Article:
3. @hohum It is probable the engine management unit doesn’t of it self restrict a driver to the F1 fuel flow limit because the McLaren EMU isn’t built specifically for F1. That said, the EMU probably does have a way a team can restrict the fuel flow to F1 regulations via software settings, and this should have been done. May be there was some sort of “boost” feature that could allow a driver to override the normal maximum fuel flow restriction, e.g. for use in military vehicles, so the driver has extra power in an emergency. Again, the team shouldn’t have given the driver this option. For example, say it was a button on the steering wheel, then who put the button on the steering wheel? Why wasn’t it removed? Who wrote the software that activated that button and associated it with the parameters within the EMU?
            I think one of the drivers reported a problem some races ago, where the engine was “stuttering” or “missing”, and the driver was told to keep driving and that it would clear itself. This could be the sign that the EMU was restricting maximum fuel flow automatically, and if that is a correct assumption for that driver then presumably if the EMU hadn’t done that then that driver would have had a higher fuel flow than the maximum allowed, and if caught in the post-race scrutinising, as happened to Ocon and Magnussen, he too would have been disqualified.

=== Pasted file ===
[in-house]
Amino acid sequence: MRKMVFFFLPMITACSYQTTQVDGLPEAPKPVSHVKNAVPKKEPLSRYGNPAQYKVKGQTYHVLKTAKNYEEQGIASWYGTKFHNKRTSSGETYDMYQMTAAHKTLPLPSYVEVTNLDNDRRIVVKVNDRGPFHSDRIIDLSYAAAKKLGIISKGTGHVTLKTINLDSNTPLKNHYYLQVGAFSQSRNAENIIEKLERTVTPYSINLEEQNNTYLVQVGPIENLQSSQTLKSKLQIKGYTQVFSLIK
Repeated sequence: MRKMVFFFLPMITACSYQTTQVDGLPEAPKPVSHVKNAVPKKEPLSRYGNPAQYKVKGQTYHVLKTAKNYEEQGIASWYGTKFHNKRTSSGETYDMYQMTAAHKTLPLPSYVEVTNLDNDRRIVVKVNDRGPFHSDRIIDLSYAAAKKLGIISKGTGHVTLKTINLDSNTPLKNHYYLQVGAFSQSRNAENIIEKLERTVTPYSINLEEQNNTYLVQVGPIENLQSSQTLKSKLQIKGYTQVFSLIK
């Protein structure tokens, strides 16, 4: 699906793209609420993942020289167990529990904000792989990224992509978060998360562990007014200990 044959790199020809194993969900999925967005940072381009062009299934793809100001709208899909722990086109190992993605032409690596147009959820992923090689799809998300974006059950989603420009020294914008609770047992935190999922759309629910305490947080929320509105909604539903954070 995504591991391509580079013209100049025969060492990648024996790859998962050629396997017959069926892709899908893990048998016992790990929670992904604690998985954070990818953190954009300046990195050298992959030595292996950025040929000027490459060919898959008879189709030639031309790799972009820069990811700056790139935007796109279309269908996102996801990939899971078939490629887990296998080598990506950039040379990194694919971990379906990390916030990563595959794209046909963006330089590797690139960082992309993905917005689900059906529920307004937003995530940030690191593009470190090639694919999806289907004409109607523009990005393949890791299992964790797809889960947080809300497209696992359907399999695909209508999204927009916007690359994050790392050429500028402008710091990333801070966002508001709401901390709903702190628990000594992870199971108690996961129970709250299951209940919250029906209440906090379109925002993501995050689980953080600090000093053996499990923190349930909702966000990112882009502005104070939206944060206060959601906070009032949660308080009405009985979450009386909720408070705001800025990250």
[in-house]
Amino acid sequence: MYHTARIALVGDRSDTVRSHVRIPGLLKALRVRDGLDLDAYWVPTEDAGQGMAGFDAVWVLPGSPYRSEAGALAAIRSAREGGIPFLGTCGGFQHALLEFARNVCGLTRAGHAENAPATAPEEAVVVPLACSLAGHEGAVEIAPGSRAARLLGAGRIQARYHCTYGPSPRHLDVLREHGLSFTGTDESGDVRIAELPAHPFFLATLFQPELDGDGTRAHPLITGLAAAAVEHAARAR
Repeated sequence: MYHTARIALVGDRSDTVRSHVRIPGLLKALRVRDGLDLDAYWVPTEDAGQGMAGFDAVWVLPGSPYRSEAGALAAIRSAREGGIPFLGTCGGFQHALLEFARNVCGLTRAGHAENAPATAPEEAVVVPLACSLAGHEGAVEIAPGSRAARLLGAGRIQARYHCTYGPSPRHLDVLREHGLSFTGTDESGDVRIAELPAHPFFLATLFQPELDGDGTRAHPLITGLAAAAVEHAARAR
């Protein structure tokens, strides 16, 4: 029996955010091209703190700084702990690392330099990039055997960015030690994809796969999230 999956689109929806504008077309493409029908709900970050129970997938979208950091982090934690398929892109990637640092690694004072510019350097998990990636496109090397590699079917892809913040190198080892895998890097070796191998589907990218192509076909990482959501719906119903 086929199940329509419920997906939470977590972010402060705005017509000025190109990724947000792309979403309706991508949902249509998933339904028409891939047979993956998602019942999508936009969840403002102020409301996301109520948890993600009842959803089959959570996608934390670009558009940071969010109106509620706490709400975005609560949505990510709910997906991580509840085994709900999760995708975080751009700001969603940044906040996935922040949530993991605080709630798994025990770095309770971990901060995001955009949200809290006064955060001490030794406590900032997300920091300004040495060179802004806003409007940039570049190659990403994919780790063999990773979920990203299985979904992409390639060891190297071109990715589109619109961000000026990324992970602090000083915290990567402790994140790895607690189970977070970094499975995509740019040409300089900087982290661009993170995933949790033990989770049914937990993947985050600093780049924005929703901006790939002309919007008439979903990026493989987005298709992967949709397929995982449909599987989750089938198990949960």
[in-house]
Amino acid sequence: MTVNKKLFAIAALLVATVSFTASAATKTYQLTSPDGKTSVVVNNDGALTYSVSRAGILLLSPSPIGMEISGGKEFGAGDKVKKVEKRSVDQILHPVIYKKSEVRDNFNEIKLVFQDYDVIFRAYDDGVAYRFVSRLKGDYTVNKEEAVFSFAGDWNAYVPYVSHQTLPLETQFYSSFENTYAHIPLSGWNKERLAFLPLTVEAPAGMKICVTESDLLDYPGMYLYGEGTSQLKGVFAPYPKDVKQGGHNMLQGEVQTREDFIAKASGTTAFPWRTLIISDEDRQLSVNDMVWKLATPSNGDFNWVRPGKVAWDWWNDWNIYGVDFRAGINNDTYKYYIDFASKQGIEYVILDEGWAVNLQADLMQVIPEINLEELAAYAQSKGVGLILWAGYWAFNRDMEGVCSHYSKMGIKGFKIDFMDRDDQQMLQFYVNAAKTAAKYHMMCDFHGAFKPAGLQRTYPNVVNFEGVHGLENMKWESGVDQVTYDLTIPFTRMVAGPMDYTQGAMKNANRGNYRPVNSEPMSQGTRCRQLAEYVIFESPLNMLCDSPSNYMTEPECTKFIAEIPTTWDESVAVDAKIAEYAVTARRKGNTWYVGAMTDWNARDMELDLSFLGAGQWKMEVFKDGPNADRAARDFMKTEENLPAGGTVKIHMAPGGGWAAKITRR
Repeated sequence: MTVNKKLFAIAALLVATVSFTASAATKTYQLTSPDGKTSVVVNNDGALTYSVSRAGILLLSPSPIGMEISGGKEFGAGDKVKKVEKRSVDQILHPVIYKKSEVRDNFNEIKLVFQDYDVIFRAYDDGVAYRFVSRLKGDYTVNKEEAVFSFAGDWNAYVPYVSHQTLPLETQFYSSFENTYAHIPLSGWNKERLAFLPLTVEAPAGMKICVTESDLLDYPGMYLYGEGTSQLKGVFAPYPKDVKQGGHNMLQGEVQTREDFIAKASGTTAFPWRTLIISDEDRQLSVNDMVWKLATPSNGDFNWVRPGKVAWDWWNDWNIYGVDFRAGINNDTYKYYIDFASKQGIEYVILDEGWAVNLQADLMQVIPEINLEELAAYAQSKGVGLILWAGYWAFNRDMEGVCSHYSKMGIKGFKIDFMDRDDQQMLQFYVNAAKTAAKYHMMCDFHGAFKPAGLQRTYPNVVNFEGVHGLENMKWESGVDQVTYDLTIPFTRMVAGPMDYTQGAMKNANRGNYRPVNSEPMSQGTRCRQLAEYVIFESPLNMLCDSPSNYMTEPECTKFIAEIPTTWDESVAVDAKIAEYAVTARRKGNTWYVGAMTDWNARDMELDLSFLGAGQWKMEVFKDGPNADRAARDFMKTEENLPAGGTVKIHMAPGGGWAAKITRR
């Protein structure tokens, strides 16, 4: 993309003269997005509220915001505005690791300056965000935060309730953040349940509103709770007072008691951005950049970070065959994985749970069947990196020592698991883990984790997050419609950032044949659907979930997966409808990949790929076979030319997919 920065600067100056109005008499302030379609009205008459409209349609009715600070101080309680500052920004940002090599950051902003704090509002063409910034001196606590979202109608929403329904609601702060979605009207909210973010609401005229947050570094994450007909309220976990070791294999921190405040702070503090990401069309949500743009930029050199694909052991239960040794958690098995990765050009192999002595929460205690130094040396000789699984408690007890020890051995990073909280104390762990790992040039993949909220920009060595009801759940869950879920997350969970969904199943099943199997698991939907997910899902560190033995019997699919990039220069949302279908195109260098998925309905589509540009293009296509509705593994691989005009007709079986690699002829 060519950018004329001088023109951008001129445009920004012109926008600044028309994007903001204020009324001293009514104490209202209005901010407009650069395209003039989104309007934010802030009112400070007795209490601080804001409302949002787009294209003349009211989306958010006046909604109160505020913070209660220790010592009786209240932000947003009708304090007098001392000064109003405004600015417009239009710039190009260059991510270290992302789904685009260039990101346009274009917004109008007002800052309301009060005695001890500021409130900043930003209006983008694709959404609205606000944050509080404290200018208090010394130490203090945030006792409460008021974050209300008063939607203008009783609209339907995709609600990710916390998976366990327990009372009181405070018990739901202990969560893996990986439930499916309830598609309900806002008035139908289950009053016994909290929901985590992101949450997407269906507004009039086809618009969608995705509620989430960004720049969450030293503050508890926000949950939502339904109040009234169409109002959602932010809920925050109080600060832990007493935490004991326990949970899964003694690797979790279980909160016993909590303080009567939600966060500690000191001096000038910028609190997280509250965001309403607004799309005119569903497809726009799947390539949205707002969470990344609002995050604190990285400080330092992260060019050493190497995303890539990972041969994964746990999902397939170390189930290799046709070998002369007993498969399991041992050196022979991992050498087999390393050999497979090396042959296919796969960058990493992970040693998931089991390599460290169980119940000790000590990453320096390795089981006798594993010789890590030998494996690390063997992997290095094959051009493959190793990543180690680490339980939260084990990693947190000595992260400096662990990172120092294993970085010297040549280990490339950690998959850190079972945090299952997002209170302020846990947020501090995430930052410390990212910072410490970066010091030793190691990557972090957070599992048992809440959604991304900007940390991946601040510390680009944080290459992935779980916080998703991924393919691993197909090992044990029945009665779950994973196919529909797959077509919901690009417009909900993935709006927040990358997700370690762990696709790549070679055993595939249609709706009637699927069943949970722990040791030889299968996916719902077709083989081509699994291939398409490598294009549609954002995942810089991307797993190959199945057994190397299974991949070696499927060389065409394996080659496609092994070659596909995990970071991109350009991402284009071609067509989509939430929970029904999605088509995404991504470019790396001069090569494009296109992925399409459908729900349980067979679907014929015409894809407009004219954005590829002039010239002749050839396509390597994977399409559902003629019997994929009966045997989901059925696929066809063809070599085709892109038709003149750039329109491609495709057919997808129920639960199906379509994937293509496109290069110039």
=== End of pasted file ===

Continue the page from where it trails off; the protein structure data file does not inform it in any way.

I can only presume that both Ocon (Mercedes engine) and Magnussen (Ferrari engine) had some sort of ability to override the automatic maximum fuel flow limiter within the EMU, and that they had activated this feature. If I was their Team Principal I would have got the software people to remove this sort of feature completely long ago because there’s no need for it in a race.
            Regardless, this comes back to the team, they have to accept responsibility for this. They shouldn’t have given the driver the ability to exceed the maximum fuel flow restrictions, but they did, and they paid for it.
            I don’t know why the FIA wanted all the teams to be using the same EMU, but the impression I got when it was mandated was so the FIA could look at how the software was written to prevent a team’s software writer from doing improper things. For example, maybe a custom built EMU could report a car as using the maximum fuel flow when in fact the engine was exceeding it.

  9. Since fuel flow is so important, why not relax the rules on the engine CC rating and the number of cylinders? There are engine manufacturers, like Porsche and Toyota, who make engines that might interest a Formula 1 team, but use a different CC rating and a non-standard number of cylinders.

    1. @drycrust, Blasphemy ! Your soul will rot in Hell, repent, repent.

  10. Thomas Bennett (@felipemassadobrasil)
    22nd October 2018, 7:52

    Big for the B WDC with Renault benefitting hugely.

  11. I didn’t see something like this coming at all.

  12. I assume this means someone at Force India had the car in party mode for the 1st lap, which allows the engine to get extra fuel and exceed the FIA limit. The regs are designed to not allow an unfair advantage. Clearly trying to pass some extra cars on the first lap.

    Mag was more interesting, they had the car over fueled i.e more than the max allowed to burn in a race. How did he get near burning the max and the team not know it was getting to a critical point and get him to back off a little? With the VSC he should have been OK on fuel.